Photo Gallery: Spectacular Lotus Lantern Parade Celebrates Buddha’s Birthday

May 18, 2010 Updated: May 19, 2010

SEOUL—The annual Lotus Lantern Festival celebrating Buddha’s birthday falls on May 21 this year. A series of festivities have been scheduled throughout Korea from May 14 to May 23, but the highlight is always the Lotus Lantern Parade, held this year on May 16 in Seoul, South Korea. [ARTICLE CONTINUES AFTER GALLERY]

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Monks from more than 280 temples in Korea, Buddhists from all over the country, and monks and Buddhists from Nepal, Thailand, Cambodia, Sri Lanka, Taiwan, Mongolia, and Tibet all came to join the grand parade which attracted more than 300,000 spectators, including over 10,000 foreign tourists.

The parade started at 7 p.m. with a traditional Korean band and standard-bearers leading the march, followed by massive, illuminated lanterns of various forms and shapes, including the Four Great Heavenly Kings, a Buddha statue, lion, tiger, lotus flower, elephant, phoenix, and many other lantern creations.

Many of the 50,000 parade participants held all sorts of different lanterns in their hands, and many spectators also joined the lineup as lantern holders, turning the streets of Seoul into a sea of lanterns.

Buddhism was introduced to Korea in 371 A.D. during the period of the Three Kingdoms. King Sosurim, the 17th ruler of one of the three kingdoms, Goguryeo, proclaimed new laws and embraced Buddhism as the national religion during his reign.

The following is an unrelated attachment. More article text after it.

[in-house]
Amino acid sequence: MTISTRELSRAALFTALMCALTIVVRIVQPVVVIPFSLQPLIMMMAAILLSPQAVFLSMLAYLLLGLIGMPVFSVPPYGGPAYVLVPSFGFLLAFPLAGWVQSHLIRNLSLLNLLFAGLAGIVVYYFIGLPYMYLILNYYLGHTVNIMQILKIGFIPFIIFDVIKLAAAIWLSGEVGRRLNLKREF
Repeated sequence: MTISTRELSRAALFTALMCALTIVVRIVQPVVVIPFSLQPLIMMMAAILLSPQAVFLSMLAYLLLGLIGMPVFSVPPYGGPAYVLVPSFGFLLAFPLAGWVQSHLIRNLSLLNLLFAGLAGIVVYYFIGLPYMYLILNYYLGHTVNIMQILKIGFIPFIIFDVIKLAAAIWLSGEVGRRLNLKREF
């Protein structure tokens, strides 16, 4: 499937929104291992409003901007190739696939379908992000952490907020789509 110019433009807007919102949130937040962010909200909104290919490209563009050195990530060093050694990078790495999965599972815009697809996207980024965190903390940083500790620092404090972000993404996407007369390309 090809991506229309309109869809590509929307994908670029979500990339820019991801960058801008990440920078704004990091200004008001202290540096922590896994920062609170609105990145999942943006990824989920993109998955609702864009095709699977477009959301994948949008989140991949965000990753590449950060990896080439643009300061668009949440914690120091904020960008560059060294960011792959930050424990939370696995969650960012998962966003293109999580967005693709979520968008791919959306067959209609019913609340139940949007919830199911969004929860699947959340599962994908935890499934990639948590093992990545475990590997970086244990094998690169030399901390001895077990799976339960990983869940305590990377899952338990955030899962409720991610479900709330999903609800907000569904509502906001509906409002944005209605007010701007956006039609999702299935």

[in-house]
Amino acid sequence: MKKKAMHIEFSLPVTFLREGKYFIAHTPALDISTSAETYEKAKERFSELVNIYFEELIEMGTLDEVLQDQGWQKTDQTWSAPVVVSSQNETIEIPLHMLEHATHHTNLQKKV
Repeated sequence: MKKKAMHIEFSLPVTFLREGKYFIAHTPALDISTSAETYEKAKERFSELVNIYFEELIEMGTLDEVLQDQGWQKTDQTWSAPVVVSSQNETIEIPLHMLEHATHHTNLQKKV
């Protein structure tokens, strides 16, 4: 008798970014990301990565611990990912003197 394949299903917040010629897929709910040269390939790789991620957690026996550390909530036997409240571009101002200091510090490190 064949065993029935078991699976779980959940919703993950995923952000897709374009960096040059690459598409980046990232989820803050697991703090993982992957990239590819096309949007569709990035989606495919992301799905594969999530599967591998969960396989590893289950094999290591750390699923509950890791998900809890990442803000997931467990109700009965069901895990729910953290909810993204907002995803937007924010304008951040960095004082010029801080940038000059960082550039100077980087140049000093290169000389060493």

According to the official website for Korean tourism, the lighting of a lotus-shaped lantern in Buddhism traditionally symbolizes a display of religious devotion to performing good deeds and lighting up the dark parts of the world that are filled with agony. For the past 1,000 years, this practice has developed and been preserved in many forms of public performances such as the Lotus Lantern Service (a national-level Buddhist memorial service) and the Lotus Lantern Parade.

In recent years, the Lotus Lantern Parade has become the biggest celebratory event in South Korea. Korean dignitaries from both the ruling party and the opposition party often attend the parade to send their greetings and blessings.

Read the original Chinese article.